Shannon Orley, left, meets with her health coach, Kelly Heithold, right, at Providence Alaska Medical Center.
Annie Feidt for NPR

Originally published on Tue July 24, 2012 11:52 am

Every morning, Shannon Orley parks as far away as possible from her office in Anchorage, Alaska. And on the sprawling Providence Alaska Medical Center campus that is really far away.

"Right around 1,000 steps each way. Definitely worth it," Orley says.

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The Two-Way
8:29 pm
Sun July 22, 2012

Obama: 'Out Of This Darkness, A Brighter Day Is Going To Come'

Many in the crowd at Sunday evening's memorial service, held outside of the Aurora Municipal Center, held up handmade signs, honoring the shooting victims and the city of Aurora, Colo.
Sam Sanders NPR

Originally published on Sun July 22, 2012 11:09 pm

The thunderstorms from earlier in the afternoon were long gone once the crowd began gathering. Many held up signs as they proceeded in, a few reading, "Aurora has hope." As prelude, the Aurora Symphony Brass Quintet played deliberately.

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AIDS: A Turning Point
2:13 pm
Sun July 22, 2012

Testing, Treatment Key Weapons In AIDS Fight

Visitors view the AIDS Memorial Quilt at the National Mall in Washington, D.C., where the International AIDS Conference is being held this week.
Ebony Bailey NPR

Originally published on Sun July 22, 2012 2:33 pm

Thirty years ago, we first began hearing about AIDS — then a mysterious, unnamed disease that was initially thought to be a rare form of cancer that affected gay men. Scientists soon learned that it was neither of those things, and, in fact, it was a virus that everyone was vulnerable to.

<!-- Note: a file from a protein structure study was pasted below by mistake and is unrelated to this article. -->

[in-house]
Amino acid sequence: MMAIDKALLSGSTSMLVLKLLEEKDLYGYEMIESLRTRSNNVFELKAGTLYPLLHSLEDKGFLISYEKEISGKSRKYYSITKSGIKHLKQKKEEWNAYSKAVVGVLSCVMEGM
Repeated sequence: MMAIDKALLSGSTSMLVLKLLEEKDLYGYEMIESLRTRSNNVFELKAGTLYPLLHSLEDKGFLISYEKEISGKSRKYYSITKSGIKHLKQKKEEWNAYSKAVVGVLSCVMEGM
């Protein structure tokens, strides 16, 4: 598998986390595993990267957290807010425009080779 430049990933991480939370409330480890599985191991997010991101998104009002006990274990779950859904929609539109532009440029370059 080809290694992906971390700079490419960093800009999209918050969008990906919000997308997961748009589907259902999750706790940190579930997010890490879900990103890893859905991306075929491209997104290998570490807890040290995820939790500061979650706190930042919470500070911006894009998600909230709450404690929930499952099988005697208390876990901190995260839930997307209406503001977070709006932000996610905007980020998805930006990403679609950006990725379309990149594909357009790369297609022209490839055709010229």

That vulnerability became apparent when, in 1991, basketball superstar Magic Johnson announced that we would retire immediately because he had contracted HIV.

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Around the Nation
1:30 pm
Sun July 22, 2012

After Shooting Rampage, A Community Looks To Heal

Ted Engelmann, left, helps Yamilet Ortega, 3, second from left, and Kimberly Hernandez, 7, light candles, Saturday at a memorial near the movie theater in Aurora, Colo., where a gunman killed 12 people and wounded dozens of others Friday.
Ted S. Warren AP

Originally published on Sun July 22, 2012 2:33 pm

President Obama is in Aurora, Colo., on Sunday, meeting with the families of the victims of the deadly theater shootings that killed 12 people and injured 58 more. He'll also attend a memorial service and meet briefly with local officials.

Outside the movie theater where Friday's rampage occurred, there's a makeshift memorial at the edge of a hot and dusty lot. There are hundreds of candles and flowers, American flags and signs memorializing the victims.

"It's a sad time, very sad time," said William Cloud, a local professor, who came by to pay his respects.

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Science
1:14 pm
Sun July 22, 2012

Invasive Pests, Or Tiny Biological Terrorists?

There are millions of killers loose in California, and eucalyptus trees are their victims. Entomologist Timothy Paine has been studying the insects killing California's menthol-scented trees for two decades — and he's noticed a suspicious pattern.
George Rose Getty Images

Originally published on Sun July 22, 2012 2:33 pm

Long before the era of post-Sept. 11 security precautions in the U.S., an unknown person or group of people may have begun carrying out a series of bioterrorism attacks in California.

The target? Menthol-scented eucalyptus trees.

Before you wonder why you hadn't heard of this, it's because the story isn't necessarily true. It's a hypothesis, a theory promoted by a noted California entomologist and eucalyptus expert named Timothy Paine.

If his theory is correct, then somebody out there wants those trees dead.

Digging For Clues